What’s the deal with this whole SEMrush vs Ahrefs debate? Well, wouldn’t it be nice if you didn’t have to randomly choose blog post keywords and hope they perform well? Wouldn’t it be nice to see what the competition is doing and get suggestions on how to improve in the search engines?
Well, luckily, we have these two online SEO tools that provide a bevy of options for improving your rankings and finding the perfect keywords. Now, depending on who you ask, some people will tell you that Ahrefs is better than SEMrush, while others will say the opposite. In this article, we’ll compare SEMrush vs Ahrefs across several criteria, so you can decide for yourself which one is best for you.
SEMrush vs Ahrefs: An introduction to both tools
SEMrush and Ahrefs are search engine optimization and online marketing tools.
They’re both considered premium solutions for online marketers, social media experts, bloggers, and more. In fact, just about any online business could benefit from SEMrush or Ahrefs – and they are particularly important for e-commerce stores.
As mentioned, these are premium solutions, so the lowest price you’re going to pay is around $100 per month.
As for what you’ll get from SEMrush and Ahrefs, here’s what to expect:
- Keyword analysis • Keyword tracking • Keyword suggestions • Content suggestions • Competitor spying • Social media tracking • Search engine ranking and analysis • Domain comparisons • Reports • Ad optimization, and much more
Here’s a quick comparison of SEMrush vs Ahrefs. After that, take a look at our in-depth comparison to see which one works best for you. Each of them have trials, so we recommend testing both.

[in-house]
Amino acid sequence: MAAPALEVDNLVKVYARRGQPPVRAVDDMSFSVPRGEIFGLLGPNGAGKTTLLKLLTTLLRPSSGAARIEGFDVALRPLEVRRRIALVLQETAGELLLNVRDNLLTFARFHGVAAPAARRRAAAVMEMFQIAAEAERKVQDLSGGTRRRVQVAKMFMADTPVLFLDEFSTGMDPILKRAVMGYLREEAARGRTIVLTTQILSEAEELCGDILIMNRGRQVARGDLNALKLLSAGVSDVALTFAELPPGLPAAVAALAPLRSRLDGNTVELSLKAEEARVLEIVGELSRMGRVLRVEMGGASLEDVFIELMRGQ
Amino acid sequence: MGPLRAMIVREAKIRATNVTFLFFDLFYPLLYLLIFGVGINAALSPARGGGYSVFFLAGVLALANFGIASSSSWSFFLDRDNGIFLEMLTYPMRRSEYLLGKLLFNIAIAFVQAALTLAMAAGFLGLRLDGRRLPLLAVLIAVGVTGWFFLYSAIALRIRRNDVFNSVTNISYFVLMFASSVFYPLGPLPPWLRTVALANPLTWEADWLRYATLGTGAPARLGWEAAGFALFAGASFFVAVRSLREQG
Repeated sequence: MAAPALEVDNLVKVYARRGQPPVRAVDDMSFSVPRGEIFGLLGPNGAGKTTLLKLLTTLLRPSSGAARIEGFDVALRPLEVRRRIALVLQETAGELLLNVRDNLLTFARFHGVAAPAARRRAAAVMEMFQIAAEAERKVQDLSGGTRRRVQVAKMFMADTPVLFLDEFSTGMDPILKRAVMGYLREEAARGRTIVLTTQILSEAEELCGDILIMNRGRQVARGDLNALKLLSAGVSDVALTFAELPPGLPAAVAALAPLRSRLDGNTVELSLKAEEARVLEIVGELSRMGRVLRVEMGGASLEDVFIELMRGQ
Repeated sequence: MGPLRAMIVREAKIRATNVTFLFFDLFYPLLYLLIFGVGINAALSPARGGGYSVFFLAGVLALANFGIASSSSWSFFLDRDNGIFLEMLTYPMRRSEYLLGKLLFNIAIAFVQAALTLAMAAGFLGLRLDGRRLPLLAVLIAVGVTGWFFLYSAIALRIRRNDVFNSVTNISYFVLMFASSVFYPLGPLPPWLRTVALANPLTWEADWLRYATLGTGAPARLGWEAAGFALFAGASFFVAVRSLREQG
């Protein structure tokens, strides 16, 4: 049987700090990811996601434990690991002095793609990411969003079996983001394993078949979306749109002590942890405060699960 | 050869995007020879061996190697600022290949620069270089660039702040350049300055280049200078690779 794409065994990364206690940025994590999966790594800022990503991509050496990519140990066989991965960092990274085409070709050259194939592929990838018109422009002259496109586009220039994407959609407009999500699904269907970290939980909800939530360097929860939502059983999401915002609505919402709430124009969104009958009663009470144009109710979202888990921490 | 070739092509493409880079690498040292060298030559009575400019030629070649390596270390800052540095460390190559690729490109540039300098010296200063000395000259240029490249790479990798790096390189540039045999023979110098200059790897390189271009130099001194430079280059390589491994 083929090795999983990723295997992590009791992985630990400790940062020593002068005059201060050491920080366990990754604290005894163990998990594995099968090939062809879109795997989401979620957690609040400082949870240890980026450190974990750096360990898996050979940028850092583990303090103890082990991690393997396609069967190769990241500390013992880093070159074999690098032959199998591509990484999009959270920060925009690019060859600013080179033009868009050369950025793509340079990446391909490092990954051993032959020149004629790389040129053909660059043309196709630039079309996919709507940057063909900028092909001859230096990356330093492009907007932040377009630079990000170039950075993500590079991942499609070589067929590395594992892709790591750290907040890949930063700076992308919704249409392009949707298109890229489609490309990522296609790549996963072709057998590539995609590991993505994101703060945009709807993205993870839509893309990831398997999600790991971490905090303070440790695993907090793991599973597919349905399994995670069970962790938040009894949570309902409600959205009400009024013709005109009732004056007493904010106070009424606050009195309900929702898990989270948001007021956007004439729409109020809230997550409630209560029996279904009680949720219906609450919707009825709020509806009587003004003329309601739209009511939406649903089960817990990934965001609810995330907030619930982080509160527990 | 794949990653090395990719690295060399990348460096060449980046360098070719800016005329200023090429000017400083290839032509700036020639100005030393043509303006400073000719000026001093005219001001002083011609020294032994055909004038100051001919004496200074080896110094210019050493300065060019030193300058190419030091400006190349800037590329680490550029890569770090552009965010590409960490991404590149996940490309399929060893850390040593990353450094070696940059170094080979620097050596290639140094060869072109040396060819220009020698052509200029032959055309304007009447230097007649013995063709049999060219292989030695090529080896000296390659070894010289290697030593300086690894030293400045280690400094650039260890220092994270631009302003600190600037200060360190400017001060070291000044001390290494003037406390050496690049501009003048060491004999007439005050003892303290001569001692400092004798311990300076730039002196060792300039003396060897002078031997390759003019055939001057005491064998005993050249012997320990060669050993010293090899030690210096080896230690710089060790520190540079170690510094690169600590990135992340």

|Tool||Pricing||Features||UI||Rank Tracking||Keyword Research||Competitor Analysis|
SEMrush vs Ahrefs: Features
It all starts with the features. Does Ahrefs have a content research area for filling your blog with articles? Does SEMrush provide useful reports for checking in on your search engine rankings?
We’ll pit SEMrush vs Ahrefs to see which of them has the longest list of features, along with the most impressive features.
Considering both of these SEO and marketing tools are filled with features, it’s impossible to cover every little function. However, there are plenty of “must-haves” and unique features that we’ll touch on to help you make a decision on whether to choose SEMrush or Ahrefs.
Here’s a list of our favorite features from SEMrush:
- Competitor research to see the best keywords, organic competitors, and position changes.
- Advertising research with ad budgets and keywords.
- Backlink tools for conducting analysis and spotting good places to get backlinks.
- Keyword research with support for long-tail keywords.
- Traffic analytics.
- Keyword checking with keyword difficulty and related recommendations.
- Domain vs domain comparisons.
- Beautiful charts.
- A Keyword Magic Tool for getting millions of keyword ideas.
- An SEO writing assistant.
- Search engine position tracking.
- A site audit to see your SEO health.
- Social media tracker and poster.
- A content analyzer to see if what you’re writing is any good.
- Local SEO tool that visualizes competition on a local level.